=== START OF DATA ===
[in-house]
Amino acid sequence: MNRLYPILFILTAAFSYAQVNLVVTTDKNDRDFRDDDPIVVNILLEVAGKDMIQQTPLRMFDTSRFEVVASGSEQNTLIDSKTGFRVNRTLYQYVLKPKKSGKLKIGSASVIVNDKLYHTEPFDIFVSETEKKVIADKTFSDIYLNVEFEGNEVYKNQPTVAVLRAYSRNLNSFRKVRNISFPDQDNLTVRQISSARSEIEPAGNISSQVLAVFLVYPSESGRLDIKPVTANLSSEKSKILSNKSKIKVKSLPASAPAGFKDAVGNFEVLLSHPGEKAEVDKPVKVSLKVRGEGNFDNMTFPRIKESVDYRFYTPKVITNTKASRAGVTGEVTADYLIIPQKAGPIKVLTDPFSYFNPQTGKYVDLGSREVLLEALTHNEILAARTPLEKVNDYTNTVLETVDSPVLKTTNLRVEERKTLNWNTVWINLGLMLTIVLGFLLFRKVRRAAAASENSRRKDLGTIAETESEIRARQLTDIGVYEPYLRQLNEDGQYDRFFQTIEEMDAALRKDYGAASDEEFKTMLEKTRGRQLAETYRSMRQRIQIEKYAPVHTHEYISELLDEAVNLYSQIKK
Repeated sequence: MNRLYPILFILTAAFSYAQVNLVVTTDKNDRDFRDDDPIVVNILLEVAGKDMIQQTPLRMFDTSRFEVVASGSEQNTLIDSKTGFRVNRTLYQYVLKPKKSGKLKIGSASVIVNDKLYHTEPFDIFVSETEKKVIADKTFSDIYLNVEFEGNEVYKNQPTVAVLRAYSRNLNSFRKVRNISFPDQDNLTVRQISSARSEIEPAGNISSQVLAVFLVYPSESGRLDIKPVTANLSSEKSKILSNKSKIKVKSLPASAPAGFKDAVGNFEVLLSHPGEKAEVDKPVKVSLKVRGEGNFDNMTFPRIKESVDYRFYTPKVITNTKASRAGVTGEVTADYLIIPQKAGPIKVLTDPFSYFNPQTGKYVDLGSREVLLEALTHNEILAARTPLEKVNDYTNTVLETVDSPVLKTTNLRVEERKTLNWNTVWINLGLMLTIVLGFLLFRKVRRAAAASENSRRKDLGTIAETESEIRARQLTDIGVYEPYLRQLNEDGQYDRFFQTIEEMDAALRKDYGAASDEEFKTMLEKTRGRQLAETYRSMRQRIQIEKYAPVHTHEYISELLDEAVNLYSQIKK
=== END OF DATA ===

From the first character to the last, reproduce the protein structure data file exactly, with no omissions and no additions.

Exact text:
[in-house]
Amino acid sequence: MNRLYPILFILTAAFSYAQVNLVVTTDKNDRDFRDDDPIVVNILLEVAGKDMIQQTPLRMFDTSRFEVVASGSEQNTLIDSKTGFRVNRTLYQYVLKPKKSGKLKIGSASVIVNDKLYHTEPFDIFVSETEKKVIADKTFSDIYLNVEFEGNEVYKNQPTVAVLRAYSRNLNSFRKVRNISFPDQDNLTVRQISSARSEIEPAGNISSQVLAVFLVYPSESGRLDIKPVTANLSSEKSKILSNKSKIKVKSLPASAPAGFKDAVGNFEVLLSHPGEKAEVDKPVKVSLKVRGEGNFDNMTFPRIKESVDYRFYTPKVITNTKASRAGVTGEVTADYLIIPQKAGPIKVLTDPFSYFNPQTGKYVDLGSREVLLEALTHNEILAARTPLEKVNDYTNTVLETVDSPVLKTTNLRVEERKTLNWNTVWINLGLMLTIVLGFLLFRKVRRAAAASENSRRKDLGTIAETESEIRARQLTDIGVYEPYLRQLNEDGQYDRFFQTIEEMDAALRKDYGAASDEEFKTMLEKTRGRQLAETYRSMRQRIQIEKYAPVHTHEYISELLDEAVNLYSQIKK
Repeated sequence: MNRLYPILFILTAAFSYAQVNLVVTTDKNDRDFRDDDPIVVNILLEVAGKDMIQQTPLRMFDTSRFEVVASGSEQNTLIDSKTGFRVNRTLYQYVLKPKKSGKLKIGSASVIVNDKLYHTEPFDIFVSETEKKVIADKTFSDIYLNVEFEGNEVYKNQPTVAVLRAYSRNLNSFRKVRNISFPDQDNLTVRQISSARSEIEPAGNISSQVLAVFLVYPSESGRLDIKPVTANLSSEKSKILSNKSKIKVKSLPASAPAGFKDAVGNFEVLLSHPGEKAEVDKPVKVSLKVRGEGNFDNMTFPRIKESVDYRFYTPKVITNTKASRAGVTGEVTADYLIIPQKAGPIKVLTDPFSYFNPQTGKYVDLGSREVLLEALTHNEILAARTPLEKVNDYTNTVLETVDSPVLKTTNLRVEERKTLNWNTVWINLGLMLTIVLGFLLFRKVRRAAAASENSRRKDLGTIAETESEIRARQLTDIGVYEPYLRQLNEDGQYDRFFQTIEEMDAALRKDYGAASDEEFKTMLEKTRGRQLAETYRSMRQRIQIEKYAPVHTHEYISELLDEAVNLYSQIKK